It is a blessing to be able to appreciate youth at a young age. It is a blessing to be able to taste good food while your taste buds are still fully functional (assuming you have stellar ones to begin with). I spent my wonderful teen years in Laos; living the life of a poor vagabond, rich in experiences. I knew a life where happiness came from the company of good friends and a table decked with good food. Everything was cheap and simple because we were all broke and bumming off of our parents, anyways. We were truly happy. In 2017, $10 could feed a group of at least five! We did not have shopping malls filled with brand name shops or the money to spend in “hi-so” (expensive/luxurious) restaurants but we had sunsets on a river’s bend and heaven at a roadside food stall.
My friends were an eclectic bunch: from humble farm boys to business owners, from the very young to the very old; my requirements were not age or background specific, rather only requiring a pure heart and an endless stomach.
March 5th 2016. That was the day it all began. I volunteered to help out at a half marathon organized by a friend. The event was hectic, stressful, and exciting: just the kind of thrill I needed.
That event created opportunities to do more, see more, experience more. Over the course of innumerable community events, I met and became friends with many wonderful people: student volunteers, a certain old uncle from Xan Xoom, a humble farmer/hitman/Mr. Do It All, and a certain gang of Lao Americans who would become my mentors throughout my teenage years.
Growing up in America was lonesome for me. I didn’t fit in with the American kids and was even more alienated from the Lao American youths. For the longest time, I didn’t have a people.
It was nice to finally make some friends back home in Laos.
If it wasn’t for my having friends, I would have said what I miss most about home is the food. It is my opinion that to truly experience the food of a culture, you gotta dig your hands into what the common people eat!
Ninety percent of the time my friends and I met for the sole purpose of eating! Since food is abundant and cheap: we were always eating.
On a regular school day, high school students are given two hours to leave school for lunch. They aren’t fed by cafeterias like American students are so they have the options to either go back home for lunch or eat out at nearby restaurants. On a weekday, you would usually find me sitting with a couple of friends, they in their white and black uniforms, along a roadside restaurant, eating my favorite lunch dish: Khao Ka Mu (stewed pork on rice). While it is not Lao food, it has become a staple for young professionals and students in the city. It is simple and hard to go wrong.
The pork is left to simmer for hours in a sweet cinnamon broth until the meat becomes melt-in-your-mouth tender. Slices of sweet tender pork are served with: jasmine rice, alongside sliced cucumbers, boiled eggs, boiled sliced mustard greens, and a chili-vinegar sauce on the side. It’s not an exaggeration when I say I had it five days out of the week.
When hanging with my friends, we always inevitably found ourselves chowing down on street food. Our favorites were Tum Mee and Ping Cheen. Tum mee or noodle salad is basically a dish substituting noodle for papaya in Tum Mak Hoong, a spicy Lao style papaya salad with fermented fish. For a company of friends, each person armed with chopsticks, a plate of tum mee is made quick work of, with orders for more inevitably following. No matter the reason, when I met with my friends, we always ended up enjoying a plate of the tum mee.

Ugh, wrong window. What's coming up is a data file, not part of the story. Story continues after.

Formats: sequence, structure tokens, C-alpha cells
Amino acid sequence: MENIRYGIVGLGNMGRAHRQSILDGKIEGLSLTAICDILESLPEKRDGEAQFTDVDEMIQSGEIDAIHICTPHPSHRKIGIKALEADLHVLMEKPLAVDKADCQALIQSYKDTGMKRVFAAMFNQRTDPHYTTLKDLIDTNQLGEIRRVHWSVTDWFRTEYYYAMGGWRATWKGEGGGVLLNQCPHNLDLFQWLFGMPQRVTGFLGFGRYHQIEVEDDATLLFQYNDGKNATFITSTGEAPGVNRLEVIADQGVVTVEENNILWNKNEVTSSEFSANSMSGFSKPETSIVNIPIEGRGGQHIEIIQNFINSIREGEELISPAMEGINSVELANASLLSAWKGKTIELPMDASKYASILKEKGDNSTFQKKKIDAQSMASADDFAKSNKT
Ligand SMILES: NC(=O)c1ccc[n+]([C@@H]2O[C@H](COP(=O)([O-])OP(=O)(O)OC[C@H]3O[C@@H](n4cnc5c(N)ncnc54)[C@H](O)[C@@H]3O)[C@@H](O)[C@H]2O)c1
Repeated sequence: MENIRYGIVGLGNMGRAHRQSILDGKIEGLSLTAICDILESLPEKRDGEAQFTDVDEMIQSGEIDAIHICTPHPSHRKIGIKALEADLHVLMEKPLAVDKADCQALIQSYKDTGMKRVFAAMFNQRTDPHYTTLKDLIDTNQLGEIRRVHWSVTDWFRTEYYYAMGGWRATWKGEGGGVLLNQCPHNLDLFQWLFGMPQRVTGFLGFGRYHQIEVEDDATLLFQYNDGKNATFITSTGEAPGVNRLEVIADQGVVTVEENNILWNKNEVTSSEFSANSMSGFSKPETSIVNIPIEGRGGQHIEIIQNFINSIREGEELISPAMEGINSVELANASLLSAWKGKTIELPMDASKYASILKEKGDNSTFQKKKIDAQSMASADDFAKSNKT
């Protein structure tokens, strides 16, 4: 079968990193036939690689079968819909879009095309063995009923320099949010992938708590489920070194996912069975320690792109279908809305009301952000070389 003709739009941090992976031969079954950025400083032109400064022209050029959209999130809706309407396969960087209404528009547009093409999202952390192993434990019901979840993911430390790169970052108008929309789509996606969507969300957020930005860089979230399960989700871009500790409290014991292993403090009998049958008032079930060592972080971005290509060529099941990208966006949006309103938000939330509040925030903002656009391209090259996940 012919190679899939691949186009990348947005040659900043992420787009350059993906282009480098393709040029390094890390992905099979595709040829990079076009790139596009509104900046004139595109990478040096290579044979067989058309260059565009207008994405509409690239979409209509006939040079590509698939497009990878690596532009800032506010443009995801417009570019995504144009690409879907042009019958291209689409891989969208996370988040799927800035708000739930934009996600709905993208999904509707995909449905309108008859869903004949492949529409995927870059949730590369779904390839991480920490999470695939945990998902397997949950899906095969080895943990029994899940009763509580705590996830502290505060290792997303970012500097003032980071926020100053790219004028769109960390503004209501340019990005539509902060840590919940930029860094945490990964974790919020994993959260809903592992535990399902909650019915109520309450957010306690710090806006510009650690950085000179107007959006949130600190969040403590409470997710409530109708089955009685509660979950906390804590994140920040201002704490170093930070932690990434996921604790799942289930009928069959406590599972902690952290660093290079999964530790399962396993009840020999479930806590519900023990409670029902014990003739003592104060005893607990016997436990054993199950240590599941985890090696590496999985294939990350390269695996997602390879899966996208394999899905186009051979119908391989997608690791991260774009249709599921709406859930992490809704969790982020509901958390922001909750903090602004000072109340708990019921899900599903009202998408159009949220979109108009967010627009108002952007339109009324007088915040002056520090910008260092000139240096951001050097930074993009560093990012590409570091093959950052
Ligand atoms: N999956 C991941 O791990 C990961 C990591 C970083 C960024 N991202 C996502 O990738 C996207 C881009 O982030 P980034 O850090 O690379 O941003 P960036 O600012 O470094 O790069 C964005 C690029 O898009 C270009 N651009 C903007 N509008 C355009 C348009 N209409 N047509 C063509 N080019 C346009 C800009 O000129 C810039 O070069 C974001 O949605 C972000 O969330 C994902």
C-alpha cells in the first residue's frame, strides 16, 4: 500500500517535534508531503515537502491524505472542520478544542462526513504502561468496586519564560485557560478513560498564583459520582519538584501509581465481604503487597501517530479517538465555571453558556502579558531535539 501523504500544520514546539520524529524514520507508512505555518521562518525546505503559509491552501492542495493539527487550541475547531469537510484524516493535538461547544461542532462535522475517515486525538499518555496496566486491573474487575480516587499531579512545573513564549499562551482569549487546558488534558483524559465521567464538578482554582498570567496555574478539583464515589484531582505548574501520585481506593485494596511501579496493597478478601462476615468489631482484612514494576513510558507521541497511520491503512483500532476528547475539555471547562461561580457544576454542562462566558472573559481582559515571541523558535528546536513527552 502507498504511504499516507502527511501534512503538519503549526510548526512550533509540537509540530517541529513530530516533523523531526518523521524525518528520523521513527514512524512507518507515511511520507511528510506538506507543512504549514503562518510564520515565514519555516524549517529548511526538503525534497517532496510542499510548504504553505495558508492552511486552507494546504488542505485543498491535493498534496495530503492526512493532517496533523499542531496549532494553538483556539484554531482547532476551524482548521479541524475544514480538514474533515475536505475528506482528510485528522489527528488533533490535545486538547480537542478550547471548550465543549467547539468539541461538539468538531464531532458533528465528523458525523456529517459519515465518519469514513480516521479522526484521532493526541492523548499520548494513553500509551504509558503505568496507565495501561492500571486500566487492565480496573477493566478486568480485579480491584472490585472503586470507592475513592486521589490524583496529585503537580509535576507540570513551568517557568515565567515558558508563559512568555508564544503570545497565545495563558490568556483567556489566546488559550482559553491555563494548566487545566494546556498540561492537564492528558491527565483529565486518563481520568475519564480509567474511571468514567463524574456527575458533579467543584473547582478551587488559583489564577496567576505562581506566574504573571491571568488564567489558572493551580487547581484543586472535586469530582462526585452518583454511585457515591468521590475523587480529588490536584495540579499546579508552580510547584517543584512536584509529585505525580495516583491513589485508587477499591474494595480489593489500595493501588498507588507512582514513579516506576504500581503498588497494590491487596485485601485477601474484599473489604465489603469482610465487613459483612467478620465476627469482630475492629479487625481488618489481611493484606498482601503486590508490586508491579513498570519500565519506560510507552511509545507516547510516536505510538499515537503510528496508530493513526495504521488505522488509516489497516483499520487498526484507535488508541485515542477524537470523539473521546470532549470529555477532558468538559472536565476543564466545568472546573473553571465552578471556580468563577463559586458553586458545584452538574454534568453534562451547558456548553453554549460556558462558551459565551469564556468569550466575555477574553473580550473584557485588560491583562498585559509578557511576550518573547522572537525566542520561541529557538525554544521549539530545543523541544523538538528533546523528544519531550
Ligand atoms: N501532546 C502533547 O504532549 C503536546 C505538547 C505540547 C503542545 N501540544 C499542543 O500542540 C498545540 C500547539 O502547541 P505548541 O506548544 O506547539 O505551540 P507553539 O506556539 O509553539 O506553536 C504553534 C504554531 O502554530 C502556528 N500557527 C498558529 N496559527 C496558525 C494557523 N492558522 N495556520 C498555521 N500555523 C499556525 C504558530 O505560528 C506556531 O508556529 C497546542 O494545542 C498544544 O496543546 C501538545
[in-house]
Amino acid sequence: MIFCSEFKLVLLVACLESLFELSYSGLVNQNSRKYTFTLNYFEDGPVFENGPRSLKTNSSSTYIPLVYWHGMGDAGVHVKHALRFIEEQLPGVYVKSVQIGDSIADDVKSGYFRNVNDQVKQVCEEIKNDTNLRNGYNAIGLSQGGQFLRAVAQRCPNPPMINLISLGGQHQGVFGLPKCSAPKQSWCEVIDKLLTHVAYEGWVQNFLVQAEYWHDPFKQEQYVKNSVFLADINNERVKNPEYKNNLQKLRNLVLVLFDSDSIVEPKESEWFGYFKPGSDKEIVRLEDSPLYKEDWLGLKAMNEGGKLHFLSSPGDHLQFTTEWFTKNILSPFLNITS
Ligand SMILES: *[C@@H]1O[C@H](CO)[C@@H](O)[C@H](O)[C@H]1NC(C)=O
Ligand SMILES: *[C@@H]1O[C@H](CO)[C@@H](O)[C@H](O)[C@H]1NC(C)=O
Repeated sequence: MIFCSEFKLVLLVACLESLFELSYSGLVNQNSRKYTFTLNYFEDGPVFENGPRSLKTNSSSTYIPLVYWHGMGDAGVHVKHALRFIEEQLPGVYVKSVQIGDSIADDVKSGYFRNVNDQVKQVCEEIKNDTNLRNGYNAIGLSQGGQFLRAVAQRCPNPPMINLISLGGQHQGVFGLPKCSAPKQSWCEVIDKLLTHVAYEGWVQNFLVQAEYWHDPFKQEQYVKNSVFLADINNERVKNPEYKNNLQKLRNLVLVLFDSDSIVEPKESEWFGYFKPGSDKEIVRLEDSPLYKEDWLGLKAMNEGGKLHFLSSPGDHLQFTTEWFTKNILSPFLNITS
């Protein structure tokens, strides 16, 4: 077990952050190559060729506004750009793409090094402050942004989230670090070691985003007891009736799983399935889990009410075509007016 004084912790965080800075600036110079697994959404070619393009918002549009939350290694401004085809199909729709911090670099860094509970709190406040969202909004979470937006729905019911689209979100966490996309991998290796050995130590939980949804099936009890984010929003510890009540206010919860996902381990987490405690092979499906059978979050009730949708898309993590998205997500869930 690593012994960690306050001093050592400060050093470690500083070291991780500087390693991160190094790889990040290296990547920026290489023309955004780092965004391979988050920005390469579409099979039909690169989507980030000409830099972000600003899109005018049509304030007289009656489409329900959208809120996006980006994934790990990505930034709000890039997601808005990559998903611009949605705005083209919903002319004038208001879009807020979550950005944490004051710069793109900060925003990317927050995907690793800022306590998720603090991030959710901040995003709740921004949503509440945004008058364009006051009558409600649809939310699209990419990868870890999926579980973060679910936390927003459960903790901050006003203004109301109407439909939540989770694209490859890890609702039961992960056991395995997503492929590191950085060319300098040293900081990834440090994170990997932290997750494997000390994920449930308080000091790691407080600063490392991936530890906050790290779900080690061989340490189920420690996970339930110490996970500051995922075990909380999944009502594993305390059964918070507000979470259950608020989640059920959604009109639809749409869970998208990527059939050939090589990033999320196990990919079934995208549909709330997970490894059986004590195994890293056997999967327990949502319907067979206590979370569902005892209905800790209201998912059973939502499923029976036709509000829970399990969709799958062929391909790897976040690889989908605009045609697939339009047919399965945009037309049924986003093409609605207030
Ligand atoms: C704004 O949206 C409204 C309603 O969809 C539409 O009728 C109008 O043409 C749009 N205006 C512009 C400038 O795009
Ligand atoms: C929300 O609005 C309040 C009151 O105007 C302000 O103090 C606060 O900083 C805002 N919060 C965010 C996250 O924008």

Another favorite was Ping Cheen which translates directly to Chinese grill. Your choice of skewered protein, mushrooms, and various vegetables is grilled then rubbed with a mixture of spices and herbs. You can usually find a Ping Cheen stall on the side of almost every main road selling this Chinese inspired street food. On most occasions, the level of spice chosen is almost guaranteed to be mouth numbing but orgastic nonetheless.
The last food I’d like to tell you about is Seen Dart, Korean BBQ but with a Lao twist. Seen Dart is no mere food item. It’s an experience. A group of friends sit tight around a coal heated grill, waiting, all burning like the coals. Anticipation builds. The server delivers your food piece by piece, starting with the vegetables, which usually includes lettuce, carrots, mushrooms, glass noodles, Enoki mushrooms, and spinach.
Then comes the sauce, the very thing that makes Seen Dart, Seen Dart. The sauce or “jaew” is a peanut-based sauce that, depending on the restaurant, makes or breaks the whole experience.
You are now at the end of the road, what’s left is the meat. You have a variety of options, from seasoned steak to tender pig belly. You got choices. Once the meat starts sizzling on the grill, you’re on your way to indulgence to a level of something savage, and it’s delightful.
Now, for me personally, Seen Dart holds a special place in my heart. In the aftermath of some hectic event, my friends who were also my coworkers always cooled down with a Seen Dart dinner. We’d sit and unwind, reflecting back on our work and talk about what our plans were next over the smell of cooked meat on a steaming grill.
For Lao people especially, food plays a major part in our social life. It’s what bring us together. If in Laos, you will always be invited to dine in if you ever happen to catch a group of people eating. You’d hear the genuine calling of “ma der, ma der,” and that is when you know you’re in good hands.